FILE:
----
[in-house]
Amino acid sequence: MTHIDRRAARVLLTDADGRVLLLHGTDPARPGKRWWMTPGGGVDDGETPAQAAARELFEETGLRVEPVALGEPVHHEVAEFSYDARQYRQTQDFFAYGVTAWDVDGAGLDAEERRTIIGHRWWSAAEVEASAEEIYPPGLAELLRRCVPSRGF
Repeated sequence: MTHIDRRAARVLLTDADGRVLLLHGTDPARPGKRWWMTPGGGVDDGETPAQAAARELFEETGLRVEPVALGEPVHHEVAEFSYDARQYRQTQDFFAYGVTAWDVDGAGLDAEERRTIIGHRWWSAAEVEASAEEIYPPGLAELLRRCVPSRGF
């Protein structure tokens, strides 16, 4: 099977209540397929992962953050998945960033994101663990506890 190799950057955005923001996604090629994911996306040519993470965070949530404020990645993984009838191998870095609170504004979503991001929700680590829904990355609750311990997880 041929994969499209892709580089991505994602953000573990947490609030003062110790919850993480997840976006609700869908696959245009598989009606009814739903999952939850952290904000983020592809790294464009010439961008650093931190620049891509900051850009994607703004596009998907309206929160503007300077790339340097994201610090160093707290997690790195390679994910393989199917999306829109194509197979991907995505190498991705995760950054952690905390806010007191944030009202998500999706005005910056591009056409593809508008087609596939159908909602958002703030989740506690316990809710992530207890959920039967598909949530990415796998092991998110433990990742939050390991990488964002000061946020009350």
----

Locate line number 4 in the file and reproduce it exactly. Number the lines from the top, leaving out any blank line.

């Protein structure tokens, strides 16, 4: 099977209540397929992962953050998945960033994101663990506890 190799950057955005923001996604090629994911996306040519993470965070949530404020990645993984009838191998870095609170504004979503991001929700680590829904990355609750311990997880 041929994969499209892709580089991505994602953000573990947490609030003062110790919850993480997840976006609700869908696959245009598989009606009814739903999952939850952290904000983020592809790294464009010439961008650093931190620049891509900051850009994607703004596009998907309206929160503007300077790339340097994201610090160093707290997690790195390679994910393989199917999306829109194509197979991907995505190498991705995760950054952690905390806010007191944030009202998500999706005005910056591009056409593809508008087609596939159908909602958002703030989740506690316990809710992530207890959920039967598909949530990415796998092991998110433990990742939050390991990488964002000061946020009350």